intra-axonal [nerve cell process] transport mechanisms, intraneural [nerve cell] micro-circulation [circulation in the smallest blood vessels] and the blood-nerve barrier. Neural structures are especially vulnerable in their passage over highly mobile joints, through bony canals, intervertebral foramina [apertures], fascial layers [fibrous tissue beneath the skin] and tonically contracted muscles (for example, posterior rami [branches] of spinal nerves and spinal extensor [stretching] muscles.) Many of these biochemically induced deformations are, of course, subject to manipulative amelioration and correction. 
As Paul Thomas D.O. states:
This appears to be a part of the long sought answer to the question of exactly how the nerves influence the structures innervated, with respect to metabolism, development, differentiation, regeneration, and trophicity in general. The treatment of an organ through its innervation is an element in present manipulative therapy. The new information regarding neural function may lead to specific improvements in technique. 
This knowledge, plus the segmental facilitation research of Korr and his associates, gives a scientific basis for the claims of osteopathic medicine; i.e. that dysfunction of the musculo-skeletal framework of the body can have profound effects on the health of the individual.
Research Into Diagnostic Methods
Research into the ability of osteopathic diagnostic methods to elicit accurately such dysfunction has also been carried out and evaluated. Between 1969 and 1972 over 6,000 patients admitted to Chicago Osteopathic Hospital were part of just such a clinical investigation. Visual and palpatory observations made by attending osteopathic physicians were recorded and analysed in relation to the health problems of the patients. The findings showed a clear link between the spinal area, diagnosed by the examining practitioner as being involved, and the corresponding diseased organs of the patient. The conclusion was: ‘The somatic findings in over 6,000 cases of hospital patients support the osteopathic theory of viscero-somatic (internal organs and the body) relationships.’ 
In clinical situations a variety of findings over the years have tended to validate the osteopathic concept. One such investigation related to the study of the relationship between disorders of the pelvic and thoracic organs, and spinal findings. It was ascertained that the following three palpable findings occurred in statistically significant numbers of tests:
Restricted intervertebral motion occurring alone.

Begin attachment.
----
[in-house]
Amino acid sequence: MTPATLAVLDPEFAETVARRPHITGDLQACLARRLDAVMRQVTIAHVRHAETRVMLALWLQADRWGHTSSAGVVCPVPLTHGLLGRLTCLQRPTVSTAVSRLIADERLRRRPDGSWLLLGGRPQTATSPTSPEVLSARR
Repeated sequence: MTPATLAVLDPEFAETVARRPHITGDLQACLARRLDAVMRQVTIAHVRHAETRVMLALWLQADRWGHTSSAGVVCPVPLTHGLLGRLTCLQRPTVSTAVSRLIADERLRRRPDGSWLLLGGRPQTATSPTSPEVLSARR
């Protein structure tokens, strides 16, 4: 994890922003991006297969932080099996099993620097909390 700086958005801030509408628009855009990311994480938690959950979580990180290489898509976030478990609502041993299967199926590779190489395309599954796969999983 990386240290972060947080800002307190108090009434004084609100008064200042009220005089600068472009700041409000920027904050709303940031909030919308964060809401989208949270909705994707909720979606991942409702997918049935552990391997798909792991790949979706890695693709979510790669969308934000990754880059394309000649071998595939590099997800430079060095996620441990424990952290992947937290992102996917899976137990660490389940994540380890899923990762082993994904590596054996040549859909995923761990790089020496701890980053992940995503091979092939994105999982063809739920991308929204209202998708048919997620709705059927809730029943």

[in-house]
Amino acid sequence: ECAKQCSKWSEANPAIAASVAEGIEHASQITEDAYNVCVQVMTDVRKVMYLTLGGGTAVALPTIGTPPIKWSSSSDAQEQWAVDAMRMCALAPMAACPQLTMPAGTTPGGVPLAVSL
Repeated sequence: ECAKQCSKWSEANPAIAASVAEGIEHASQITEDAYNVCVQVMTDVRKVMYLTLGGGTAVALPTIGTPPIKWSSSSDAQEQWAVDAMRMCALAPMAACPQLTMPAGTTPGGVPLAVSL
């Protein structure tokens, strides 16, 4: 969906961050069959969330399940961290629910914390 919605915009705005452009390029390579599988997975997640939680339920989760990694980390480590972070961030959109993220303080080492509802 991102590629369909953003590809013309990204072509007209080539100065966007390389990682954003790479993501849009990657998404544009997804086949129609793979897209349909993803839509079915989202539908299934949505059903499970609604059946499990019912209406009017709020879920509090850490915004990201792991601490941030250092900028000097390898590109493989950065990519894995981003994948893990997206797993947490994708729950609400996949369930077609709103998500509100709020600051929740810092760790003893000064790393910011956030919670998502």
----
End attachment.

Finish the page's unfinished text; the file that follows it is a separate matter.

Restricted intervertebral motion occurring in combination with abnormal vertebral position.
Restricted intervertebral motion occurring in combination with abnormal paravertebral musculature.
The cases assessed were of uncomplicated disorders of the heart, aorta, bronchii and lungs (86 cases) and disorders of the female genitalia (101 cases).
Research was carried out in 1965 at Los Angeles County Osteopathic Hospital into the effects of osteopathic care of children with pneumonia.  Here 239 cases of various types of pneumonia in children over a three year period were analysed. The results showed that there was a favourable comparison with results of treatment in non-osteopathic institutions of a similar nature.
Around the same time research was also conducted into the possibility of a musculo-skeletal connection in cases of cardiac disorder, and the results yielded strong evidence of such a correlation.  Palpatory, and x-ray findings, as well as prior fluoroscopic and E. C. G. readings, showed that a majority of the 150 patients in the tests had associated asymmetrical spiral aberrations and corrective spinal treatment was consistently found to be followed by varying degrees of relief from cardiac symptoms. These changes were reflected in objective clinical and laboratory tests.
More recently, in 1981, doctors at Riverside Osteopathic Hospital in Trenton, Michigan, undertook an investigation to establish the existence of a viscero-somatic reflex that could be easily detectable and which would correlate with the presence of athero-sclerotic coronary artery disease. In all, 88 consecutive cases, each suggesting coronary disease, underwent cardiac catheterization, and within one week of this, each patient in turn was given standard osteopathic musculo-skeletal evaluation (pain, range of movement, soft tissue texture etc.) by an examiner unaware of the results of the cardiac catheter probe. The results showed a correlation between coronary atherosclerosis and abnormalities of range of motion and soft tissue texture in the fourth and fifth thoracic and the third cervical intervertebral segments. 
At the same time research at the Philadelphia College of Osteopathic Medicine demonstrated that there occurs a definite, measurable and significant drop in the intraocular pressure following osteopathic manipulative therapy.  This is of great significance to patients with chronic open angle glaucoma.
Such research efforts are constantly being undertaken to establish the value of osteopathic treatment, and the fundamental and far-reaching results obtained by Professor Korr and others, as well as the cumulative evidence of many groups and individuals in the clinical field, have gone a long way towards this end already.
1. “The Neural Basis of the Osteopathic Lesion’, The Journal of the American Osteopathic Association 47: 191-198 (1947).
2. ‘The Trophic Function of Nerves and Their Mechanisms’, The Journal of the American Osteopathic Association 72:163-171 (1972).
3. ‘The Spinal Cord as Organizer of Disease Processes’, The Journal of the American Osteopathic Association, Vol. 80, No. 7, page 458.
4. Osteopathic Medicine, Hoag, Cole and Bradford (McGraw Hill 1969).
5. ‘A Clinical Investigation of the Osteopathic Examination’, Kelso, Larson and Kappler, The Journal of the American Osteopathic Association, Vol. 79, No. 7, page 460.
6. ‘Pneumonia Research in Children at L.A.C. Osteopathic Hospital’, Warson and Percival, Yearbook of the Academy of Applied Osteopathy, 1965, page 152.
7. ‘A Somatic Component in Heart Disease’, Richard Koch D.O., The Journal of the American Osteopathic Association, May 1961.
8. ‘Palpatory Musculo-skeletal Findings in Coronary Artery Disease: Results of a Double Blind Study’, Cox, Rogers, Gorbis, Dick and Rogers, The Journal of the American Osteopathic Association, July 1981.
9. ‘Evaluation of Intraocular Tension Following Osteopathic Manipulative Therapy’, Paul Misischia D.O., The Journal of the American Osteopathic Association, July 1981.